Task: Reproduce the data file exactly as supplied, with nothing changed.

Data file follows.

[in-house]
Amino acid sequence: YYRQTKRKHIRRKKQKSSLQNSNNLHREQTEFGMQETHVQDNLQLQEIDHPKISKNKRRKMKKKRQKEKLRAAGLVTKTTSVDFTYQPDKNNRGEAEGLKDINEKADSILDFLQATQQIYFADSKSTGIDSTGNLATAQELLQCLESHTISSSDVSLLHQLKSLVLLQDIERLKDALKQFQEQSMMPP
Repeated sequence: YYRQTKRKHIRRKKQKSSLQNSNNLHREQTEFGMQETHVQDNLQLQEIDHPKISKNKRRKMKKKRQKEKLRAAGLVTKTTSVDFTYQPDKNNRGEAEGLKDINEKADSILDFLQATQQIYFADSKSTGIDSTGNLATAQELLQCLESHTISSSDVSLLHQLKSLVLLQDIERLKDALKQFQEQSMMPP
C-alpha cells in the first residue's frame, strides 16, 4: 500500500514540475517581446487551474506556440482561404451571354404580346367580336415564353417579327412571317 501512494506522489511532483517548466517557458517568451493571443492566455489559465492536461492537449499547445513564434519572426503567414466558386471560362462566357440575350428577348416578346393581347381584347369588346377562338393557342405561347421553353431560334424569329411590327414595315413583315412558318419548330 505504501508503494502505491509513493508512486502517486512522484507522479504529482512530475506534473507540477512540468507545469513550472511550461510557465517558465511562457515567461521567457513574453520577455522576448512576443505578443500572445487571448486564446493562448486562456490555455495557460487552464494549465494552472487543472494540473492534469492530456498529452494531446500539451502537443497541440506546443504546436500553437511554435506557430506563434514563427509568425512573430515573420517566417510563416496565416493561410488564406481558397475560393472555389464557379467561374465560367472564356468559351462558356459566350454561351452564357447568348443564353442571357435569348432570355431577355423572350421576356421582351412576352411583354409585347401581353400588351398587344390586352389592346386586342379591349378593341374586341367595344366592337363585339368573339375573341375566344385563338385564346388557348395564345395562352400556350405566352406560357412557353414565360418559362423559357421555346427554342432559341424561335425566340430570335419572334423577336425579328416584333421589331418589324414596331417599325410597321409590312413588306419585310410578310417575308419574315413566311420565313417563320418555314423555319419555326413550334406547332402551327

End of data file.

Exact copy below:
[in-house]
Amino acid sequence: YYRQTKRKHIRRKKQKSSLQNSNNLHREQTEFGMQETHVQDNLQLQEIDHPKISKNKRRKMKKKRQKEKLRAAGLVTKTTSVDFTYQPDKNNRGEAEGLKDINEKADSILDFLQATQQIYFADSKSTGIDSTGNLATAQELLQCLESHTISSSDVSLLHQLKSLVLLQDIERLKDALKQFQEQSMMPP
Repeated sequence: YYRQTKRKHIRRKKQKSSLQNSNNLHREQTEFGMQETHVQDNLQLQEIDHPKISKNKRRKMKKKRQKEKLRAAGLVTKTTSVDFTYQPDKNNRGEAEGLKDINEKADSILDFLQATQQIYFADSKSTGIDSTGNLATAQELLQCLESHTISSSDVSLLHQLKSLVLLQDIERLKDALKQFQEQSMMPP
C-alpha cells in the first residue's frame, strides 16, 4: 500500500514540475517581446487551474506556440482561404451571354404580346367580336415564353417579327412571317 501512494506522489511532483517548466517557458517568451493571443492566455489559465492536461492537449499547445513564434519572426503567414466558386471560362462566357440575350428577348416578346393581347381584347369588346377562338393557342405561347421553353431560334424569329411590327414595315413583315412558318419548330 505504501508503494502505491509513493508512486502517486512522484507522479504529482512530475506534473507540477512540468507545469513550472511550461510557465517558465511562457515567461521567457513574453520577455522576448512576443505578443500572445487571448486564446493562448486562456490555455495557460487552464494549465494552472487543472494540473492534469492530456498529452494531446500539451502537443497541440506546443504546436500553437511554435506557430506563434514563427509568425512573430515573420517566417510563416496565416493561410488564406481558397475560393472555389464557379467561374465560367472564356468559351462558356459566350454561351452564357447568348443564353442571357435569348432570355431577355423572350421576356421582351412576352411583354409585347401581353400588351398587344390586352389592346386586342379591349378593341374586341367595344366592337363585339368573339375573341375566344385563338385564346388557348395564345395562352400556350405566352406560357412557353414565360418559362423559357421555346427554342432559341424561335425566340430570335419572334423577336425579328416584333421589331418589324414596331417599325410597321409590312413588306419585310410578310417575308419574315413566311420565313417563320418555314423555319419555326413550334406547332402551327